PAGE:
Memorandum submitted by Mr Terry Wynn
1.1 Rugby League and Rugby Union are two
distinctly different games as explained by the RFL in their written
submission and by Neil Tunnicliffe at the hearing of the Committee
1.2 When the RFU accepted professionalism,
I imagined that some time in the future the two codes could evolve
into one. However, after being present at both the Wigan v Bath
games it was obvious how wide the gulf was between the two and
that they were indeed totally different except for the shape of
the ball and the goalposts.
1.3 Rugby League is more than a sport, for
those in its heartland in the North of England it is a cultural
identity, a passion, a way of life. Its history is one of determination
to succeed against the establishment, to fight discrimination
and intolerance and to be an honest sport.
1.4 The reason that MEPs created the Inter-Group
(ie All Party, Cross Nationality) in the European Parliament was
to raise the issue of discrimination. To be barred from playing
Rugby Union because you had connections with Rugby League is akin
to being barred from playing table tennis because you once played
tennis. It was in effect a simple matter of human rights.
1.5 Colleagues in the European Parliament
found it had to comprehend some of the examples we used. The situation
was even worse in France.
1.6 Since the work of the Westminster Parliamentary
R.L. group and the hearings of the National Heritage Committee
which led to the RFU changing its attitude towards professionalism,
the situation in the UK has been changed considerably.
2.1 Rugby League will always be played in
the North of England because of its cultural roots and because
of the work of the volunteers who run the amateur game.
2.2 Rather than be seen as an historical
pastime the game has the ability to reach many more young people
to enable them to become true athletes, as the modern game requires.
2.3 The pro clubs need to be encouraged
to develop more youngsters and I see no reason why the RFL cannot
be treated in the same way as Association Football by the DfEE
as outlined in paragraph 5.12 of the RFL written evidence to the
2.4 Rugby League demands good ball handling
skills, strength and speed. Young people who learn it can develop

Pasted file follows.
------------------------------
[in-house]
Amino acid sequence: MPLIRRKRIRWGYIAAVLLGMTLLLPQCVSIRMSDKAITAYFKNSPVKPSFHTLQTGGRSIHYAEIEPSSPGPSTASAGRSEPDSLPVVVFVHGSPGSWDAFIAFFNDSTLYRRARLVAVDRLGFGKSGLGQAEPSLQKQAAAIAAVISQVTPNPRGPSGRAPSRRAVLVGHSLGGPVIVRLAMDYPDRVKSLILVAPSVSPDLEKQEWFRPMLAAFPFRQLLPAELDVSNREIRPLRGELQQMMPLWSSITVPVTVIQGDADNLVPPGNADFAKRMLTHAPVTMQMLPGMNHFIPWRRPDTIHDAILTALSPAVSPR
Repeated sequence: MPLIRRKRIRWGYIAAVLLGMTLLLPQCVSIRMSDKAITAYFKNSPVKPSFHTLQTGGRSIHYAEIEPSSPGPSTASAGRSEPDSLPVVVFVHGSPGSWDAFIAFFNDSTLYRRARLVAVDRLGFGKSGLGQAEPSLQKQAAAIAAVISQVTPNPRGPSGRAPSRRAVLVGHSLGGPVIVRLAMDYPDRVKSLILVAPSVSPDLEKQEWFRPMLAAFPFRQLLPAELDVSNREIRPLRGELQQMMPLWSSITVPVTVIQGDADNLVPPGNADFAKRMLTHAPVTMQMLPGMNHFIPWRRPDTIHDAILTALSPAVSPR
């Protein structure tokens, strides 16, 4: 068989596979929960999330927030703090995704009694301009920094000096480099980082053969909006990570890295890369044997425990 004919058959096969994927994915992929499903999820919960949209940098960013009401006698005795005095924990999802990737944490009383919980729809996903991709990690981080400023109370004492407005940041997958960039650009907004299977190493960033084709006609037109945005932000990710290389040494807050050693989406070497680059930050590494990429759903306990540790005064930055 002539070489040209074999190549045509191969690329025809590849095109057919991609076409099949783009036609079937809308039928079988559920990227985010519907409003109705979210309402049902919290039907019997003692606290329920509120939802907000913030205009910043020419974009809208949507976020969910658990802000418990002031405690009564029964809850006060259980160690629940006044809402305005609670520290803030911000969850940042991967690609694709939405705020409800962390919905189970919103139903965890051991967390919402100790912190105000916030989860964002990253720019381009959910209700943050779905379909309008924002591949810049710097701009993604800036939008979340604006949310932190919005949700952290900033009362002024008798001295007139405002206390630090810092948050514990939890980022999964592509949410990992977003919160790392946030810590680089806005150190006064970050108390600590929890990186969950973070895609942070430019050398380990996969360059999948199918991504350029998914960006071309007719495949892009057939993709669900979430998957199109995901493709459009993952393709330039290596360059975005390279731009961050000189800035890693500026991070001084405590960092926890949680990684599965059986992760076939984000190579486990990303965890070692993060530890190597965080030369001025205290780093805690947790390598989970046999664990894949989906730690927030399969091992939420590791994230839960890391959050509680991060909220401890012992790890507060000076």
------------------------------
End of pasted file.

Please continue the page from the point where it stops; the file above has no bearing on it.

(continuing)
into both RL or RU players. (The reason the Australian RU team
is so good is because they all played RL at school). The RFL must
be helped to develop young players.
3.1 Young spectators want to see sporting
heroes, of which there are plenty, in Rugby League. Unfortunately
the majority of stadia that they watch them in are decrepit.
3.2 As Maurice Lindsay said in his submission
at Wigan, ways have to be found to build community stadia with
the help of the government and local authorities to give the public
decent facilities, as in France where there seems to be a municipal
stadium in every town and village.
3.3 The smaller Rugby League communities
such as Widnes, Leigh, Featherstone, Keighley etc deserve decent
facilities. Some have now achieved them, but others still need
and deserve help.
4.1 The game is a terrific spectator sport
but has too often been treated with contempt by the national media.
The predominance of soccer in all aspects of sports coverage is
squeezing out other games. Rugby League has no divine right to
coverage but it should expect respect for the quality of player
that performs in the modern game.
4.2 Sky Sports coverage has revolutionised
the presentation of the game, it's a pity the BBC can't compare
to it. The problem is that the TV audience is small compared to
terrestrial coverage, which helps keep it off the columns of London
based national newspapers.
4.3 The new "Superleague Show"
on BBC2 in the North on Monday evenings is a real help, but it
shows the attitude of the BBC to a game that is played nationally
at amateur level.
5.1 As far as summer rugby is concerned,
I have always advocated the case for it, whether as a teenage
player covered in mud, freezing cold and unable to untie bootlaces
because of numb fingers, or as a spectator fed up of watching
too many mud-bath matches at the same time as being soaked to
5.2 The standard of play at present is probably
better than it has ever been and the hard, fast surfaces of summer
have contributed towards this.
5.3 Talk of reduced attendances does not
apply to all clubs. The biggest fall being at Wigan which affects
the total figure considerably, but that is because of turmoil
within the club ie change of ownership, sale of ground. Add to
which Wigan fans are fickle (I am a Wigan supporter) and the club
has failed to promote the game like Leeds or Bradford, also it
has no Chief Executive or decent promotional programme. One can
only assume the club is waiting until it moves into the new stadium.
5.4 What does discourage fans are the changes
of match dates and times to accommodate Sky coverage. As a season
ticket holder, I was tempted not to renew my tickets this season
because I missed so many games last season due to dates and times
being altered, especially when holidays had been booked around
6.1 Rugby League people are often left frustrated
because the game never quite gets the recognition it deserves,
never quite makes full use of its potential and never quite exists
in harmony with itself. Yet it has contributed for 104 years to
the sporting and cultural life of this and other nations. Any
help the Committee can recommend for it to continue to do so would